Edward H. Schroeder
[Luther Seminary Faculty Forum Presentation June 1, 1994, Adelaide, Australia]
1. Instructive is AC 28 on the power of the bishops.
2. The issue in AC 28 is the confusion of the powers on the part of the bishops of that day.
3. The powers being fused were the power of the church (later simply called the Gospel) and the [coercive] power of the sword. These are later designated “ecclesiastical and civil power.” By contrast, say the Reformers, “our teachers distinguish the functions of the two…[so that] both be held in honor and acknowledged as gifts and blessings of God.”
4. “According to the Gospel—no jurisdiction belongs to the bishops as bishops except” the exercise of the means of grace and church discipline “according to the Gospel.”
5. “Bishops do not have power to institute anything contrary to the Gospel.” “When bishops teach or ordain anything contrary to the Gospel, churches have a command of God that forbids obedience.”
6. Things ordained “contrary to the Gospel” are destructive of both evangelical pastoral theology [“they burden consciences”], and evangelical soteriology [“for the glory of Christ’s merit is dishonored.”]
7. “Where did the bishops get the right to impose such traditions on the churches & thus ensnare consciences when Peter forbids putting a yoke on the disciples and Paul says [the same thing]?”
8. Often (but not in every case) such references to “requiring” the practice of traditions are linked to justification —”as though they were necessary for justification.”
9. Question: can any “requirement” within the church (other than the requirement that the Gospel and Sacraments happen and that discipline be practiced according to the gospel’s own norm) ever avoid impacting de justificatione? Note in Apol.4 the brief excursus on the rhetoric of law and Gospel. “Require” is the law’s favorite verb. “Offer” (and that “freely”) is the Gospel’s.
10. No problem, of course, “for bishops or pastors to make regulations so that things in the church be done in good order, but not… that consciences are bound so as to regard these as necessary services.”
11. Ambiguous is the matter of “offense.” Sometimes the ones whose consciences are burdened by a regulation/restriction are the ones “not to be offended” and “not to be burdened” by enforcing the tradition. Elsewhere the ones “offended” when customary traditions are “omitted” are to be granted consideration.
12. “Abrogating” long-standing traditions begins in the Scriptures themselves, “for after the revelation of the Gospel all ceremonies of the Mosaic law can be omitted.” Since Christ himself is source of the abrogation of such traditions, it is a “false notion . . . that Christ commissioned the apostles and bishops to devise new ceremonies which would be necessary for salvation.”
13. The deeper root of such false notions is soteriological: “These errors crept into the church when the righteousness of faith was not taught with sufficient clarity.” Subsequent moves to tone down the traditions are “but snares of conscience. Although they try to mitigate the traditions, moderation can never be achieved as long as the opinion remains that their observance is necessary. And this opinion must remain where there is no understanding of the righteousness of faith and Christian liberty.”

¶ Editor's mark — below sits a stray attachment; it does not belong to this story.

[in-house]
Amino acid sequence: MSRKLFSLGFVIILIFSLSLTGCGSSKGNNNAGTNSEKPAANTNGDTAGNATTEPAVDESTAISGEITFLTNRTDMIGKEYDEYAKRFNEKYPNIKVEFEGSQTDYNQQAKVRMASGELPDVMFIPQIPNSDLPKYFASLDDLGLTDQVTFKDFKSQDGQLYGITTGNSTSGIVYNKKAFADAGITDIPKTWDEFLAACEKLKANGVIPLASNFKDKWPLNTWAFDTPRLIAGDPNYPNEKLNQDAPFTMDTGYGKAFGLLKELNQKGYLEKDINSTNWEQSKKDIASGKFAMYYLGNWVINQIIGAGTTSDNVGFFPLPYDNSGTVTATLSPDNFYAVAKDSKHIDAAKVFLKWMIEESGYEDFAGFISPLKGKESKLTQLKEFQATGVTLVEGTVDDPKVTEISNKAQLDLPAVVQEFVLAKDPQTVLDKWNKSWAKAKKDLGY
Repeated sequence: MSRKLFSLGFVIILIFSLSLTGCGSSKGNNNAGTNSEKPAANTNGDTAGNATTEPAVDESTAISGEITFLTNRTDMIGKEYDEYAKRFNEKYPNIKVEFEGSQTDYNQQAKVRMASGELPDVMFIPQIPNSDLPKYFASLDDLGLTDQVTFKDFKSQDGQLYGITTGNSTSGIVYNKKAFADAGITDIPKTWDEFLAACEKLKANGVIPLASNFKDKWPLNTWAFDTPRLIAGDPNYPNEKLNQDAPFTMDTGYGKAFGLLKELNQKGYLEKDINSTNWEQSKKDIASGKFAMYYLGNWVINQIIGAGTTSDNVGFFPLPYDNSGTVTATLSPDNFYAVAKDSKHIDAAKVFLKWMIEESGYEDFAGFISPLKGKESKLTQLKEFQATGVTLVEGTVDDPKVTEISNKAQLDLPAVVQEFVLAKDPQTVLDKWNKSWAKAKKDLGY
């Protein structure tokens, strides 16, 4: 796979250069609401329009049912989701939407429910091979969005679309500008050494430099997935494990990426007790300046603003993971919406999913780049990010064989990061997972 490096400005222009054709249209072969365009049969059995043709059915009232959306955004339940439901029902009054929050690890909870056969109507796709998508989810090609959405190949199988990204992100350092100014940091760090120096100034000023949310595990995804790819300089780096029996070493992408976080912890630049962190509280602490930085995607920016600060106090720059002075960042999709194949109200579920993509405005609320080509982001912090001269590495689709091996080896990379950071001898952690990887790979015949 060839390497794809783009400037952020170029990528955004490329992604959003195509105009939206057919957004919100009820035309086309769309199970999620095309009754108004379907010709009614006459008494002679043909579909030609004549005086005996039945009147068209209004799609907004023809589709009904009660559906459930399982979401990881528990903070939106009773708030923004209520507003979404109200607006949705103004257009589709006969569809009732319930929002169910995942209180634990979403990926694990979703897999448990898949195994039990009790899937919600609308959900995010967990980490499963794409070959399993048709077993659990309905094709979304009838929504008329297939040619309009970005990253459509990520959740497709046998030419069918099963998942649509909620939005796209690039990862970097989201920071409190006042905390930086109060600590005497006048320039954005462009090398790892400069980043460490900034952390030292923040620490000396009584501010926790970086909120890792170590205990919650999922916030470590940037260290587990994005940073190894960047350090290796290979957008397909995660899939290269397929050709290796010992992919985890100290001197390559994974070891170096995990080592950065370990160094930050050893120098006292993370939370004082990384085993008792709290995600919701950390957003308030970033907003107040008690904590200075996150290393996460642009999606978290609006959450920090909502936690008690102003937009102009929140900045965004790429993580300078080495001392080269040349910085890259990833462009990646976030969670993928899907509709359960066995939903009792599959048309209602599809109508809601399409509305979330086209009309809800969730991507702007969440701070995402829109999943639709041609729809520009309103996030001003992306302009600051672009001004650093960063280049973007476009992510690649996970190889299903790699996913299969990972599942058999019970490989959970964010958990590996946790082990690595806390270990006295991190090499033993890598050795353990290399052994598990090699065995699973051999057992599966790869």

14. Even ordinances “the apostles commanded” are mutable. Cf. “that one should abstain from blood, etc. Who observes this prohibition now? Those who do not observe it commit no sin, for the apostles did not wish to burden consciences with such bondage but forbade such eating for a time to avoid offense. In connection with the decree one must consider what the perpetual aim of the Gospel is.”
15. “Canons become obsolete from day to day even among those who favor traditions.” “Perhaps there were acceptable reasons for these ordinances when they were introduced but they are not adapted to later times.” To alter such ordinances “does not impair the unity of the church.”
16. Of these bishops, says Melanchthon in conclusion, “we ask for this one thing, that they allow the Gospel to be taught purely and that they relax some few observances that cannot be kept without sin.”
17. Women in the pastoral office in Australia today is “adapted to our times.” It does indeed alter an apostolic tradition articulated primarily by Paul in some of the congregations in his care. In no way is such an alteration in practice “contrary to the gospel.” Au contraire, it is an alteration in “decrees” that “considers what the perpetual aim of the Gospel is.” Q.E.D.[In Apology 28 Melanchthon, aggravated by the Confutators’ response, is even more forceful on this point. “Our opponents reply…with sheer slander… [to] defend their own position.” “Such bishops are not bishops according to the Gospel,” “burdening consciences with such traditions so that it would be a sin to omit them.” Thus even the apostles ordained many things that were changed by time, and they did not set them down as though they could not be changed.” Genuinely vexed by their manipulation of scriptural texts, Melanchthon says: ‘These asses take a [Biblical] statement. . . and they misapply it to trifles.” ‘They also quote ‘Obey your leaders.’ (Heb.l3:17) This statement requires obedience to the gospel; it does not create an authority for bishops apart from the Gospel. Bishops must not create traditions contrary to the Gospel, nor interpret their traditions in a manner contrary to the Gospel. When they do so, we are forbidden to obey them by the statement (Gal.l:8), ‘If anyone preaches another Gospel, let him be accursed.'”]
Edward H. Schroeder